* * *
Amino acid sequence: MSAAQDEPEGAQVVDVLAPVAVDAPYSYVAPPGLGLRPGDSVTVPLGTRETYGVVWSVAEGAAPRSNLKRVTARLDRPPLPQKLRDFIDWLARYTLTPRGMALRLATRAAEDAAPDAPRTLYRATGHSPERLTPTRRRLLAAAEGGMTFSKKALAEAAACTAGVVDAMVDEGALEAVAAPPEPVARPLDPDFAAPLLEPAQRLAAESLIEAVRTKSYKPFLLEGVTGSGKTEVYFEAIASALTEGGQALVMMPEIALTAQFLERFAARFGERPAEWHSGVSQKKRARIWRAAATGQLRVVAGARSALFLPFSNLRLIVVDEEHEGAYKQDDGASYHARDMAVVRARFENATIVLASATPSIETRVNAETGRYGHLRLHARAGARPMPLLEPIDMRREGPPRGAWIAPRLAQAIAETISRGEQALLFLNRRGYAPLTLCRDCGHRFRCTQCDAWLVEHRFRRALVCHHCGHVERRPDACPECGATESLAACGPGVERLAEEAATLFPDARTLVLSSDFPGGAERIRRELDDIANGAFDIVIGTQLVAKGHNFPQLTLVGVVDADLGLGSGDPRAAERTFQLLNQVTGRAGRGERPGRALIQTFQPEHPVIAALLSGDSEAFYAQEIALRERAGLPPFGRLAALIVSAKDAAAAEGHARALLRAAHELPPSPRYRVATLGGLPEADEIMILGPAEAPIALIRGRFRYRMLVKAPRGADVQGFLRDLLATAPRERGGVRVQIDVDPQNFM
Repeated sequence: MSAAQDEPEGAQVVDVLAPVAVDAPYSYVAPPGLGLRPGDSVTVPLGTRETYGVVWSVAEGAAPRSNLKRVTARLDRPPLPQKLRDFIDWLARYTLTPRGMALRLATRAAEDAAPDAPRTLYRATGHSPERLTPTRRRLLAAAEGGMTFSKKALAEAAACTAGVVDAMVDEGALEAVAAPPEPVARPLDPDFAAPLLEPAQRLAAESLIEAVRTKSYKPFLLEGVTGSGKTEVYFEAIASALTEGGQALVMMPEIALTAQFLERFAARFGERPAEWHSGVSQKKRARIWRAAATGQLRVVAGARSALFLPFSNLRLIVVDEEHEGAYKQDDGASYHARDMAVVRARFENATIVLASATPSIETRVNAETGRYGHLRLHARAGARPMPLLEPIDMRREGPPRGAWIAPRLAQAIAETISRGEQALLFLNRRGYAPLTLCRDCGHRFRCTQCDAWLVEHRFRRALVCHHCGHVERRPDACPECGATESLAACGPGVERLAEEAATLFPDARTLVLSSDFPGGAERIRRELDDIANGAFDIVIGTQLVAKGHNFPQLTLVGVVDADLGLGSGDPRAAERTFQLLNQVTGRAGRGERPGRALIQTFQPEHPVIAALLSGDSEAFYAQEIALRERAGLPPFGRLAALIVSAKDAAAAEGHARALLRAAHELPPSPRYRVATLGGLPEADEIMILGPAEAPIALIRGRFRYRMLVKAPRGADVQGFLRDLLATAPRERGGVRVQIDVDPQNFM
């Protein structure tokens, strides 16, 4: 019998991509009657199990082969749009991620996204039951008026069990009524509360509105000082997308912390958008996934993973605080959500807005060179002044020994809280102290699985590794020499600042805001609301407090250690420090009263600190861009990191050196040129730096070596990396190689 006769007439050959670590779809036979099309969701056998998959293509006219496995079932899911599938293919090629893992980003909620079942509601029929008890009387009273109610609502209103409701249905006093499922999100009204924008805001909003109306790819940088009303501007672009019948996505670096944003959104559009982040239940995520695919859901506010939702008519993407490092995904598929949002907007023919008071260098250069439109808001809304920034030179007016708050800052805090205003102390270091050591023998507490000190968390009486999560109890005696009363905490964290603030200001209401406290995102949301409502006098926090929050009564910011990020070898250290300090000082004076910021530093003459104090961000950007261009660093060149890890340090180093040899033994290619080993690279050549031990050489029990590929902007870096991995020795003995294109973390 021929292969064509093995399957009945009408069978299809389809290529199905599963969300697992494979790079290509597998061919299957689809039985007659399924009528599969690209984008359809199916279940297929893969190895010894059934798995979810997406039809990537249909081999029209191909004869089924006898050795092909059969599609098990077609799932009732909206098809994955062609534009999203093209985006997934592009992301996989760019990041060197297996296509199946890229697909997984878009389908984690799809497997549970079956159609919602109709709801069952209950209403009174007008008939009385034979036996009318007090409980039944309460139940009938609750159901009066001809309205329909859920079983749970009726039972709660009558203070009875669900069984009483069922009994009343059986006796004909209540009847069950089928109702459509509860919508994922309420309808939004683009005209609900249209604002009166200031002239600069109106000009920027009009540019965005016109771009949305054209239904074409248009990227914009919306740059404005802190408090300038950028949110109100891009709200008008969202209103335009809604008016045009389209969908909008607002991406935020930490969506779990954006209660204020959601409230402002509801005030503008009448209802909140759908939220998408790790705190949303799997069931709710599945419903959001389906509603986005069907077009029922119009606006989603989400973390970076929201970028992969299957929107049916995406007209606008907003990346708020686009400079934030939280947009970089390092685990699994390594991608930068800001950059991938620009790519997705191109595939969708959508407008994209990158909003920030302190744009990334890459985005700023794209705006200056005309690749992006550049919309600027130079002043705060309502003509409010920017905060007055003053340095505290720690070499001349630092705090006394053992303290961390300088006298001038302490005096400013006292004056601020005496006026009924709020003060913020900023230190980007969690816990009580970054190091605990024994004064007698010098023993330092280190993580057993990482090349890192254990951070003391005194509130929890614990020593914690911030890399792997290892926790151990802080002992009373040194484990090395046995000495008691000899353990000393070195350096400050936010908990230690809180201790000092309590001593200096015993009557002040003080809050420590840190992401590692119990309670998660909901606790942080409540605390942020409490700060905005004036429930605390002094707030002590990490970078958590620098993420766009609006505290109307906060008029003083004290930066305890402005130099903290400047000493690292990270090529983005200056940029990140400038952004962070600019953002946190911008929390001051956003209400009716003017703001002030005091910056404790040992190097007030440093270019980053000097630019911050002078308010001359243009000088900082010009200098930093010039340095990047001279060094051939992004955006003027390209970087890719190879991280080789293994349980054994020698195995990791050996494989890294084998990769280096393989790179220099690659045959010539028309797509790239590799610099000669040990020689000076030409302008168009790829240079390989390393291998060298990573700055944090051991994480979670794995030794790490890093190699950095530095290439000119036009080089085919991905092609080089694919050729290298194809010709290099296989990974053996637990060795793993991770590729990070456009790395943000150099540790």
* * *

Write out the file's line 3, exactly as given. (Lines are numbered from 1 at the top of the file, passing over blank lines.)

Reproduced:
């Protein structure tokens, strides 16, 4: 019998991509009657199990082969749009991620996204039951008026069990009524509360509105000082997308912390958008996934993973605080959500807005060179002044020994809280102290699985590794020499600042805001609301407090250690420090009263600190861009990191050196040129730096070596990396190689 006769007439050959670590779809036979099309969701056998998959293509006219496995079932899911599938293919090629893992980003909620079942509601029929008890009387009273109610609502209103409701249905006093499922999100009204924008805001909003109306790819940088009303501007672009019948996505670096944003959104559009982040239940995520695919859901506010939702008519993407490092995904598929949002907007023919008071260098250069439109808001809304920034030179007016708050800052805090205003102390270091050591023998507490000190968390009486999560109890005696009363905490964290603030200001209401406290995102949301409502006098926090929050009564910011990020070898250290300090000082004076910021530093003459104090961000950007261009660093060149890890340090180093040899033994290619080993690279050549031990050489029990590929902007870096991995020795003995294109973390 021929292969064509093995399957009945009408069978299809389809290529199905599963969300697992494979790079290509597998061919299957689809039985007659399924009528599969690209984008359809199916279940297929893969190895010894059934798995979810997406039809990537249909081999029209191909004869089924006898050795092909059969599609098990077609799932009732909206098809994955062609534009999203093209985006997934592009992301996989760019990041060197297996296509199946890229697909997984878009389908984690799809497997549970079956159609919602109709709801069952209950209403009174007008008939009385034979036996009318007090409980039944309460139940009938609750159901009066001809309205329909859920079983749970009726039972709660009558203070009875669900069984009483069922009994009343059986006796004909209540009847069950089928109702459509509860919508994922309420309808939004683009005209609900249209604002009166200031002239600069109106000009920027009009540019965005016109771009949305054209239904074409248009990227914009919306740059404005802190408090300038950028949110109100891009709200008008969202209103335009809604008016045009389209969908909008607002991406935020930490969506779990954006209660204020959601409230402002509801005030503008009448209802909140759908939220998408790790705190949303799997069931709710599945419903959001389906509603986005069907077009029922119009606006989603989400973390970076929201970028992969299957929107049916995406007209606008907003990346708020686009400079934030939280947009970089390092685990699994390594991608930068800001950059991938620009790519997705191109595939969708959508407008994209990158909003920030302190744009990334890459985005700023794209705006200056005309690749992006550049919309600027130079002043705060309502003509409010920017905060007055003053340095505290720690070499001349630092705090006394053992303290961390300088006298001038302490005096400013006292004056601020005496006026009924709020003060913020900023230190980007969690816990009580970054190091605990024994004064007698010098023993330092280190993580057993990482090349890192254990951070003391005194509130929890614990020593914690911030890399792997290892926790151990802080002992009373040194484990090395046995000495008691000899353990000393070195350096400050936010908990230690809180201790000092309590001593200096015993009557002040003080809050420590840190992401590692119990309670998660909901606790942080409540605390942020409490700060905005004036429930605390002094707030002590990490970078958590620098993420766009609006505290109307906060008029003083004290930066305890402005130099903290400047000493690292990270090529983005200056940029990140400038952004962070600019953002946190911008929390001051956003209400009716003017703001002030005091910056404790040992190097007030440093270019980053000097630019911050002078308010001359243009000088900082010009200098930093010039340095990047001279060094051939992004955006003027390209970087890719190879991280080789293994349980054994020698195995990791050996494989890294084998990769280096393989790179220099690659045959010539028309797509790239590799610099000669040990020689000076030409302008168009790829240079390989390393291998060298990573700055944090051991994480979670794995030794790490890093190699950095530095290439000119036009080089085919991905092609080089694919050729290298194809010709290099296989990974053996637990060795793993991770590729990070456009790395943000150099540790």